Even when it comes to violent crimes, the wealthy get away with murder
It’s no secret that the United States has a two tiered justice system. We have a system for our wealthy citizens and another for everyone else. If you thought this was just in cases of drug possession and petty crimes, think again.
It is true that rich people, minors and adults alike, rarely go to jail for drug offences. If you want a prime example, look no further than Mendocino County, California. Mendocino allows certain marijuana offenders to pay $50 per pot plant and $500 per pound to the cops in order to avoid prison time. If you’re poor, guess where you’re going.
This type of two tiered justice system is all too common in the country, so much so that I needn’t bother discussing it further. We all know it exists. However, you might be unaware of how often the wealthy get away with violent crimes like sexual assault, rape and even murder.
Yes, our two tiered justice system has become so bad that the wealthy among us don’t even have to buy their way out. Lately, people have gotten away with extremely light sentences simply on the basis that they are rich.
Robert H. Richards IV
Take the case of Robert H. Richards IV. He is an unemployed heir living off his trust fund. To be more specific, he’s the great grandson of Irenee du Pont, of the Du Pont Chemical Company. A 1% man if there ever was one.
Richards was initially indicted on two counts of second-degree child rape for raping his infant son and three year old daughter. If convicted of the charges, he would have faced a minimum ten year sentence.
Naturally, Richards went and hired one of the state’s top law firms and was offered a plea deal of one count of fourth-degree rape which carries no mandatory minimum prison sentencing. Richards accepted and admitted to the assault.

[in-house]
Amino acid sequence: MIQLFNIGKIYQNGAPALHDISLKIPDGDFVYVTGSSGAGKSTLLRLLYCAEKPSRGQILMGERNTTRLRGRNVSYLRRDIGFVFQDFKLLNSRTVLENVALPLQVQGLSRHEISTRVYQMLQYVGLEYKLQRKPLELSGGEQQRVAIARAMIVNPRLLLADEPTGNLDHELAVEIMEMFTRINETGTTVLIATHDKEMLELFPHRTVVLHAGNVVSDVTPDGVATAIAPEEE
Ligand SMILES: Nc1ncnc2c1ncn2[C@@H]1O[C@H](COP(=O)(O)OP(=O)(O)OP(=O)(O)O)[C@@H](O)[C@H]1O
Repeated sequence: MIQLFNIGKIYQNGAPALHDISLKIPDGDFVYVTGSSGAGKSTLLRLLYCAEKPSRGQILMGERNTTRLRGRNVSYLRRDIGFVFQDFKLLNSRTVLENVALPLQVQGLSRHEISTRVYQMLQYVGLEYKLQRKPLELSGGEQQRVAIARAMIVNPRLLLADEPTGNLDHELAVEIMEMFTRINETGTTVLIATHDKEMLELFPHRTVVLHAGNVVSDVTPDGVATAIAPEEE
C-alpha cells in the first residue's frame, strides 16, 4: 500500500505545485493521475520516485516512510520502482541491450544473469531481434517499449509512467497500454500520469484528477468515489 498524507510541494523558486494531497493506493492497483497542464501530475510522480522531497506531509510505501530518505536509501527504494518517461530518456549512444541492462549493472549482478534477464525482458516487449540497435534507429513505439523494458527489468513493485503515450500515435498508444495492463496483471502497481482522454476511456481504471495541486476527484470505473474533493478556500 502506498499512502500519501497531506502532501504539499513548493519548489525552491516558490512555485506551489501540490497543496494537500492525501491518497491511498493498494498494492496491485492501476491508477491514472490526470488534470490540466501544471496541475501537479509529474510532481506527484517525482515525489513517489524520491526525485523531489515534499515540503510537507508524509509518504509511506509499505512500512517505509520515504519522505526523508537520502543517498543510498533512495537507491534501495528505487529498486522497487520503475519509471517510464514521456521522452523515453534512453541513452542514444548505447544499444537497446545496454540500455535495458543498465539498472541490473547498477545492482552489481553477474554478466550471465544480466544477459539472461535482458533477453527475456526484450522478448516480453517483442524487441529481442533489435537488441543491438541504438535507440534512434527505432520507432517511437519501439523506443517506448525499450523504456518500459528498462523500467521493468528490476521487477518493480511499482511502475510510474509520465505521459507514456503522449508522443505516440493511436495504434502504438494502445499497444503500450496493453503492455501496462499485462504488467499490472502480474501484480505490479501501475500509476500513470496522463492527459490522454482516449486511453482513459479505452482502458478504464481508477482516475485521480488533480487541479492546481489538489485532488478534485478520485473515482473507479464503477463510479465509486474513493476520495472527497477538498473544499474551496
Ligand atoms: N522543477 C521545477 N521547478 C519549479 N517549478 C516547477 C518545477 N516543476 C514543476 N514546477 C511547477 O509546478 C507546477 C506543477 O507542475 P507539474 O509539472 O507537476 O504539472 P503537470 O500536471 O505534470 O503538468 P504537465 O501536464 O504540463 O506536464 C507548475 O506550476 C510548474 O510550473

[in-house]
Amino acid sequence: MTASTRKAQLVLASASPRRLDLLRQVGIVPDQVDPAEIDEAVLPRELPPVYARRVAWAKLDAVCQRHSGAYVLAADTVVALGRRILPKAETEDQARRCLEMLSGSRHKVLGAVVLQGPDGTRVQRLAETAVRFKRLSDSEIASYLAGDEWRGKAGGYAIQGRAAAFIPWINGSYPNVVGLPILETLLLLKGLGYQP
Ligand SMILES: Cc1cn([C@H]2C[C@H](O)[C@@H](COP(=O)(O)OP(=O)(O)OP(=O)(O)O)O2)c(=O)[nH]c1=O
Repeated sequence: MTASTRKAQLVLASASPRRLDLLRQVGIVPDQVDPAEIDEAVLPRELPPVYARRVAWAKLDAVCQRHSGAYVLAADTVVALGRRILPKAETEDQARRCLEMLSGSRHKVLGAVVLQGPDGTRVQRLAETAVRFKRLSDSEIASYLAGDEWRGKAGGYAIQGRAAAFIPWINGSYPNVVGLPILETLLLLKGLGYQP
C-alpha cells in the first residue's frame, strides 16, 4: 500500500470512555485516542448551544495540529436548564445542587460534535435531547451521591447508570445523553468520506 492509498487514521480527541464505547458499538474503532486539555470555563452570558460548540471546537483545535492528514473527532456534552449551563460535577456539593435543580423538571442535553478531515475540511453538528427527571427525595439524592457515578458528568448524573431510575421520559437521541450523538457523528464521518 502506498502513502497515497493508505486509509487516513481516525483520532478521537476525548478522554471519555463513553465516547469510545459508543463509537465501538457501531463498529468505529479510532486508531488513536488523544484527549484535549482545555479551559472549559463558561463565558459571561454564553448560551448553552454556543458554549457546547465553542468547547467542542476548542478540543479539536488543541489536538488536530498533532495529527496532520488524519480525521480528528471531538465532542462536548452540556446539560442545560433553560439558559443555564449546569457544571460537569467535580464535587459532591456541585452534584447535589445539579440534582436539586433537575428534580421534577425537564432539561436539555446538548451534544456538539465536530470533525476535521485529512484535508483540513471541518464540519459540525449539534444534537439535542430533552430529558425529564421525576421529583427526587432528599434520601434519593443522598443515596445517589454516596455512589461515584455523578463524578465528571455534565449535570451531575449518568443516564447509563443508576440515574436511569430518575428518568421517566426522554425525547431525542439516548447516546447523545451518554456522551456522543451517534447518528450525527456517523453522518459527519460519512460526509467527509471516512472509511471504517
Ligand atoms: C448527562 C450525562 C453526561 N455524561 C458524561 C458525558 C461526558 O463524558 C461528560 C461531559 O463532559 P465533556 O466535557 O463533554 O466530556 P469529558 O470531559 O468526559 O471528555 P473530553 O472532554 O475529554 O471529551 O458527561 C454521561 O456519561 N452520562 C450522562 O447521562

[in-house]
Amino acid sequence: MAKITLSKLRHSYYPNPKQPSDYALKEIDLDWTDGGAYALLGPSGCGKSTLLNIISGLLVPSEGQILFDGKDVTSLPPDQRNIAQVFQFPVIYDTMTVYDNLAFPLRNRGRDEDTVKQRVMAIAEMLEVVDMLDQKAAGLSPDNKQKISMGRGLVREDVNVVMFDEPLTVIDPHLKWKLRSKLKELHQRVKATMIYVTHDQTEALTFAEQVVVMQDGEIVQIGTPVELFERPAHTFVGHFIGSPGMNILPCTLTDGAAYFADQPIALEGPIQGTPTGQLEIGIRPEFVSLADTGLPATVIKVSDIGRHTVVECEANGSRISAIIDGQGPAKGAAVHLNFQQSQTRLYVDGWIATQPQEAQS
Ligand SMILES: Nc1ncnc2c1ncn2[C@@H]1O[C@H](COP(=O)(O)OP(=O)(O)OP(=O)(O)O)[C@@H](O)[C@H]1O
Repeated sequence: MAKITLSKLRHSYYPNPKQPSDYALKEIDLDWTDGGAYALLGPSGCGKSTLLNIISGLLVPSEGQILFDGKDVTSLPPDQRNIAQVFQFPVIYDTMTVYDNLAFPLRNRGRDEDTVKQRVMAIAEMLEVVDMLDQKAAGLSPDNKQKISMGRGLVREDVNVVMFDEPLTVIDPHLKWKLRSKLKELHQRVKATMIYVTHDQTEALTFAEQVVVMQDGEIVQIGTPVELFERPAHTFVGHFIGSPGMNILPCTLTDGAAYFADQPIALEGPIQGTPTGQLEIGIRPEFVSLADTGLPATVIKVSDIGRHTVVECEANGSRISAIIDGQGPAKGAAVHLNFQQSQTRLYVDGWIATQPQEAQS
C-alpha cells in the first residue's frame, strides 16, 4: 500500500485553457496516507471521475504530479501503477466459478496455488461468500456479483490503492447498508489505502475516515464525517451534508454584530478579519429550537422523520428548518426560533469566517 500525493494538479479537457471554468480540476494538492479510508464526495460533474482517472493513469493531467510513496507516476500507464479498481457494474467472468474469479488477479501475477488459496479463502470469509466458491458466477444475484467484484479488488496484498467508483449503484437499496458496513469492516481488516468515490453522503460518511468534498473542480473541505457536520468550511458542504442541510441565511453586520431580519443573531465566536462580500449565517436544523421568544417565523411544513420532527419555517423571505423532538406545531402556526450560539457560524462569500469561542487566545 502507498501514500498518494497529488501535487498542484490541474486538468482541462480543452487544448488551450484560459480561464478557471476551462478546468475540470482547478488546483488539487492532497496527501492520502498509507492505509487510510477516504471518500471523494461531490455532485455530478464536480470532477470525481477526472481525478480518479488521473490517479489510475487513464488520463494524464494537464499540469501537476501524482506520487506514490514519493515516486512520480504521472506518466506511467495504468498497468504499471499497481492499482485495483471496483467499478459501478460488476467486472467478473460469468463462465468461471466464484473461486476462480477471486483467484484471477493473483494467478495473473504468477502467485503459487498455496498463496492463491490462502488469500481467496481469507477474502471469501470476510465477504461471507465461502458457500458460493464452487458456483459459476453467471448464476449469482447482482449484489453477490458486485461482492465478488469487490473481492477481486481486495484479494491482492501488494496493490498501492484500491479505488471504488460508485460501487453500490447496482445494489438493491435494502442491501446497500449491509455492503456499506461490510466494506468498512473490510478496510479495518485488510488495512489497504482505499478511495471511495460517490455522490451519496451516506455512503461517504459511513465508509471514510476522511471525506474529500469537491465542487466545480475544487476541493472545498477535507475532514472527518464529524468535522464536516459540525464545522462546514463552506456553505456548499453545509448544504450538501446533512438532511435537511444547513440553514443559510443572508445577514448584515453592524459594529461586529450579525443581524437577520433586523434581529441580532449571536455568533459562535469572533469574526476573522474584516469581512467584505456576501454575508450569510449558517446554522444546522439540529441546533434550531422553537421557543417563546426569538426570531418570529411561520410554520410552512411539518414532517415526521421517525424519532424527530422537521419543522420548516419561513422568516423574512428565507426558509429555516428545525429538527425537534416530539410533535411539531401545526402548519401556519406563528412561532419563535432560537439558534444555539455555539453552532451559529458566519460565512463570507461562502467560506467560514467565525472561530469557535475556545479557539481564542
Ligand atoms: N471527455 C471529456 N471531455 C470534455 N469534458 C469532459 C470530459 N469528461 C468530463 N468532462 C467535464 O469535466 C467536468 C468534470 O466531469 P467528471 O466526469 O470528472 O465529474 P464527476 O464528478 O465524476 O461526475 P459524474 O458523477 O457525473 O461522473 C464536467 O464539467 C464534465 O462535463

When it came time for sentencing, Superior Court Judge Jan Jurden said Richards “will not fare well” in prison. Richards was given probation and rehabilitation instead. A confessed rapist basically avoided prison because the judge thought a wealthy man could not handle prison.
Samuel Curtis Johnson III
A billionaire from Wisconsin, Johnson is the heir to the SC Johnson cleaning supplies empire. Johnson was originally charged with felony sexual assault of a child for repeatedly targeting his stepdaughter for three years.
Apparently the stepdaughter told her mother about the abuse in order to protect her younger sister, and Johnson confessed when the mother confronted him. Johnson faced up to 40 years in prison.
The charges had to be downgraded to a misdemeanor when the court held that the stepdaughter could not testify unless she and her mother released her medical records. Johnson’s lawyers wanted the records to see if the stepdaughter had reported the abuse to her therapist. They refused and the case fell apart without her testimony.
Samuel Curtis Johnson was sentenced to four months in jail, but will likely serve only sixty days.
In the worst example of our two tiered justice system, we find Ethan Couch. A rich sixteen year-old from Texas. Couch stole some beer from a local Walmart with his buddies, jumped into his pickup truck and ran over a woman whose car broke down, ran over two people who came to help her, and a passerby. All four of them died.
Couch’s blood alcohol level was three times the Texas limit when the police tested him three hours later. He pleaded guilty to four counts of manslaughter by intoxication and two counts of assault by intoxication causing bodily injury. Two of his friends in the bed of the truck were seriously injured with one losing the ability to walk.
Ethan Couch killed four people and severely injured two others, for that, he got probation. His lawyers claimed Couch suffered from “affluenza,” which basically means he was unable to link his bad behavior with any consequences due to his parents teaching him that wealth buys privilege.
He didn’t get off by buying his freedom like you see in the movies, he got off just because he’s a spoiled rich brat. Couch’s legal team had suggested he attend a posh Southern California treatment facility that would cost his family $450,000 a year, but the judge refused. Instead his parents are sending him somewhere that costs just $1170. Those poor bastards.
As inequality rises in the country, so too will the inequality of the two tiered justice system. So long as we continue to elect wealthy politicians who nominate wealthy judges to the bench, not much is going to change. When you have people living in a bubble being judged by people in the same bubble, this is often the outcome.